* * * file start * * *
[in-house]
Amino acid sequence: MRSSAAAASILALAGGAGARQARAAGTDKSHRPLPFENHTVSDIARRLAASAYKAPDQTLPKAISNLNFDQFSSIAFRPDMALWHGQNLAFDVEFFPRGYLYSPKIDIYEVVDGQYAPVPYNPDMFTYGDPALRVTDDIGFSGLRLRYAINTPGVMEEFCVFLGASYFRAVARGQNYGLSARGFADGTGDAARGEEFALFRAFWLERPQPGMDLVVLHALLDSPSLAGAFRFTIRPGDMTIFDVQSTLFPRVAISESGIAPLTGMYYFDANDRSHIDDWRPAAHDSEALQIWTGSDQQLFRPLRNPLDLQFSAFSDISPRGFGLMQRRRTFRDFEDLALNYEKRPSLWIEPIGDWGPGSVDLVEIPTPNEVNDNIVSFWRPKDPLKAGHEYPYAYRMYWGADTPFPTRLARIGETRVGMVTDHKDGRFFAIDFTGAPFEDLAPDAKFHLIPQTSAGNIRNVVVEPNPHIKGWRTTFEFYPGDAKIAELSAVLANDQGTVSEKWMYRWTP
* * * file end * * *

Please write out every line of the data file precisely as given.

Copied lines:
[in-house]
Amino acid sequence: MRSSAAAASILALAGGAGARQARAAGTDKSHRPLPFENHTVSDIARRLAASAYKAPDQTLPKAISNLNFDQFSSIAFRPDMALWHGQNLAFDVEFFPRGYLYSPKIDIYEVVDGQYAPVPYNPDMFTYGDPALRVTDDIGFSGLRLRYAINTPGVMEEFCVFLGASYFRAVARGQNYGLSARGFADGTGDAARGEEFALFRAFWLERPQPGMDLVVLHALLDSPSLAGAFRFTIRPGDMTIFDVQSTLFPRVAISESGIAPLTGMYYFDANDRSHIDDWRPAAHDSEALQIWTGSDQQLFRPLRNPLDLQFSAFSDISPRGFGLMQRRRTFRDFEDLALNYEKRPSLWIEPIGDWGPGSVDLVEIPTPNEVNDNIVSFWRPKDPLKAGHEYPYAYRMYWGADTPFPTRLARIGETRVGMVTDHKDGRFFAIDFTGAPFEDLAPDAKFHLIPQTSAGNIRNVVVEPNPHIKGWRTTFEFYPGDAKIAELSAVLANDQGTVSEKWMYRWTP